- Workshop presentation
- Open Access
ASL based myocardial perfusion in mice at 7 Tesla
© Wansapura et al; licensee BioMed Central Ltd. 2013
- Published: 30 January 2013
- Myocardial Perfusion
- Muscular Dystrophy
- Dilate Cardiomyopathy
- Arterial Spin Label
- Circumferential Strain
Previously we introduced a signal intensity based arterial spin labeling technique that employed a short TR and a two compartment model of tissue. The feasibility of this method was demonstrated on an ischemia-reperfusion mouse model. Here we used this to measure myocardial perfusion in a mouse model (delta-sarcoglycan null, DSG) that develop cardiac and skeletal muscle histopathological alterations similar to those in humans with limb girdle muscular dystrophy.
We performed cardiac MRI on DSG mice at ages 12 weeks and 32 weeks in comparison to age matched wild type (WT) mice and carried out biochemical analysis and histopathology to correlate with MRI findings. cMRI was performed at 7 Tesla using a custom made RF coil. The flow sensitization was achieved by slice select (Ms) and non-select (Mg) inversion recovery acquisitions at a single inversion time. Perfusion was calculated as: P=(λ (Ms-Mg)/M0)/((1- e^(-TR/T_1c ) + e^(-TI/T_1c ) ) T_1 ) where T1c = relaxation time of blood, λ = spin density ratio and T1 = tissue relaxation time.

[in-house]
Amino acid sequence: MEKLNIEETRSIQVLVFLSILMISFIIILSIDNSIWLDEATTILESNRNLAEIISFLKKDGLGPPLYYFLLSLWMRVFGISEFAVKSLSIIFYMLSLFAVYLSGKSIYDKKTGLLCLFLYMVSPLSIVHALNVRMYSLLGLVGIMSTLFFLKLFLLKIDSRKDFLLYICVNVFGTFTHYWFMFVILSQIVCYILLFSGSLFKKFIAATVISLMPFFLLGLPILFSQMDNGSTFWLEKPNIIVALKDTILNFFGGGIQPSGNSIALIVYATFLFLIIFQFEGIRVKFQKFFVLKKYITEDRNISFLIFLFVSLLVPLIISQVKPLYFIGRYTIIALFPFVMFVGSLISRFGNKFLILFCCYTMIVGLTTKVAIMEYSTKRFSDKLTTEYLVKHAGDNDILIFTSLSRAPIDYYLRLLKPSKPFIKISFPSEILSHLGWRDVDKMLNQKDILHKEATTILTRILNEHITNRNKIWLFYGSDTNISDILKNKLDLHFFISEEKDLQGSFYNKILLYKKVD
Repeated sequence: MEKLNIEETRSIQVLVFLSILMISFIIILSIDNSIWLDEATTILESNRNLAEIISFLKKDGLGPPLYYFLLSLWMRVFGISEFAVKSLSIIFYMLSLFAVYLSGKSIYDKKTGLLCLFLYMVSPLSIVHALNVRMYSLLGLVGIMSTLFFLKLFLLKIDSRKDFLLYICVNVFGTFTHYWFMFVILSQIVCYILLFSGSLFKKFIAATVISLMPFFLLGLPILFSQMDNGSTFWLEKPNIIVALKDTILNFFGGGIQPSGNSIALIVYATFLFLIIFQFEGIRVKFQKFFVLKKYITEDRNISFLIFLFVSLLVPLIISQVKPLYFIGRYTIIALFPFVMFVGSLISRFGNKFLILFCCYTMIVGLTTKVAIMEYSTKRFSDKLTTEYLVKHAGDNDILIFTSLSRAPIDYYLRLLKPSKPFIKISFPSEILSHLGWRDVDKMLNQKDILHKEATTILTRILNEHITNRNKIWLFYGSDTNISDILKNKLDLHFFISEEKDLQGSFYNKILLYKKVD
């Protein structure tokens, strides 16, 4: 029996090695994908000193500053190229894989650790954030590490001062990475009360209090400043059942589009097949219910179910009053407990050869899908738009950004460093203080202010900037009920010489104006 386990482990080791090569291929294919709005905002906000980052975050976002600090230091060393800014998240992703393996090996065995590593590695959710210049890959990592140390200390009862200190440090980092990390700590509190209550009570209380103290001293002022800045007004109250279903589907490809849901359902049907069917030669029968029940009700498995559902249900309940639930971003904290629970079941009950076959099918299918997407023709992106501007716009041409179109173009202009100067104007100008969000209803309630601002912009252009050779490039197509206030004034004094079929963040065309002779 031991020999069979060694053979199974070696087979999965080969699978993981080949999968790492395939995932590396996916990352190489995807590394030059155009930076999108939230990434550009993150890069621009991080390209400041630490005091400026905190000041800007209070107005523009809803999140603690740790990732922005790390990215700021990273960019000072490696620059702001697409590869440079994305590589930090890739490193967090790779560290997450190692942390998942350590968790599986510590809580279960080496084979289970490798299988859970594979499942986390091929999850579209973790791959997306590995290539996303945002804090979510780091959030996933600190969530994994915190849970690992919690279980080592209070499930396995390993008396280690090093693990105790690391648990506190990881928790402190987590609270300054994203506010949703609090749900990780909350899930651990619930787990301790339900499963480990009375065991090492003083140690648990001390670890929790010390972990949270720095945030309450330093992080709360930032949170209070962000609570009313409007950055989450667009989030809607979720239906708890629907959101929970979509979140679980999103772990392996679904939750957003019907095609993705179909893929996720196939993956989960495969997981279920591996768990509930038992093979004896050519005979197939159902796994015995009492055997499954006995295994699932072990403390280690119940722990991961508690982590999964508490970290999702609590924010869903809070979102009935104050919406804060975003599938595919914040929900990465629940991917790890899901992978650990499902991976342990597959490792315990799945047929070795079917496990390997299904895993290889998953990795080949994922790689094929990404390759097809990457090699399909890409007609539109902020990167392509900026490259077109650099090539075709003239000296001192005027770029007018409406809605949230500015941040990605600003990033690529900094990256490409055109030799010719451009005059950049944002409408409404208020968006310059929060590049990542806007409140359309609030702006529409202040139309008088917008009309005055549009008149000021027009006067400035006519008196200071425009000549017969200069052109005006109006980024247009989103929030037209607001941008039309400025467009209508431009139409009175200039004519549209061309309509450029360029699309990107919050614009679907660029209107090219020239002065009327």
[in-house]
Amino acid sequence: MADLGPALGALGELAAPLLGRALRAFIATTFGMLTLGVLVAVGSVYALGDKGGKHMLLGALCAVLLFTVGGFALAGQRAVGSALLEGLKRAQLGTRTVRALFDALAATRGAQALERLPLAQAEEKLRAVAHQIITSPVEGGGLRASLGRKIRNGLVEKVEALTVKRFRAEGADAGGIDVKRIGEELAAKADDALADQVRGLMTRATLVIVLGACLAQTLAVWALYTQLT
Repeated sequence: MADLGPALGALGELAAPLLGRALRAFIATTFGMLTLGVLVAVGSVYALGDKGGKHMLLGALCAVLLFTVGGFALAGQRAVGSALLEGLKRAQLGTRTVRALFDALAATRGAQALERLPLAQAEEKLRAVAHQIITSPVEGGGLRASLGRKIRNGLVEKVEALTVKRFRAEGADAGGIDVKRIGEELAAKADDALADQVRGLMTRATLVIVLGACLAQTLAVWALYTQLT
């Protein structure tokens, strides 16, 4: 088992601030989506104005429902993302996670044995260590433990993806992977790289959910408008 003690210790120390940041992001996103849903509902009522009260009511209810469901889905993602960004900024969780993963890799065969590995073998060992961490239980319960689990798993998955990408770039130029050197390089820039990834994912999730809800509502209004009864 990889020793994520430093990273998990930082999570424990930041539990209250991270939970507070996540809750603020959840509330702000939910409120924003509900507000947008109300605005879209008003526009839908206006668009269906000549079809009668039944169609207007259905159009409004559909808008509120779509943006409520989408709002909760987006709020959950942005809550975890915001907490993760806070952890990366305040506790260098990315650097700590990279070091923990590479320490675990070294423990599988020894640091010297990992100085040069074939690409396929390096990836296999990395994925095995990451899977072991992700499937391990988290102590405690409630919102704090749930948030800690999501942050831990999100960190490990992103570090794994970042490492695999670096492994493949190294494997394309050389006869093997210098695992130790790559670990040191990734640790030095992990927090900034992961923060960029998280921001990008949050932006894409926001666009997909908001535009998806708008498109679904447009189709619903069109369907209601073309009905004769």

In DSG mice perfusion declined significantly between ages 12 weeks and 32 weeks (P=5.7±0.8 vs. 4.1±1.3 ml/g/min, p=0.027) whereas in WT it remained unchanged. Perfusion abnormality coincided with evidence of dilated cardiomyopathy in the DSG mouse. In DSG mice, the ventricular chamber volumes and the heart weight normalized to the body weight were significantly increased at 32 weeks. Although ejection fraction remained normal until 32 weeks the circumferential strain of DSG mice (15.3 ± 1.5%) was significantly less than that of the WT 17.7± 2% (p=0.02) at 12 weeks of age.
The exact cause of decline in myocardial perfusion in DSG mice is not known though mRNA analysis and histology showed perivascular fibrosis and increase in the gene expression of a-SMA and PECAM pointing to vascular damage.
This work was supported by the NIH Heart, Lung and Blood Institute grant K25HL102244.
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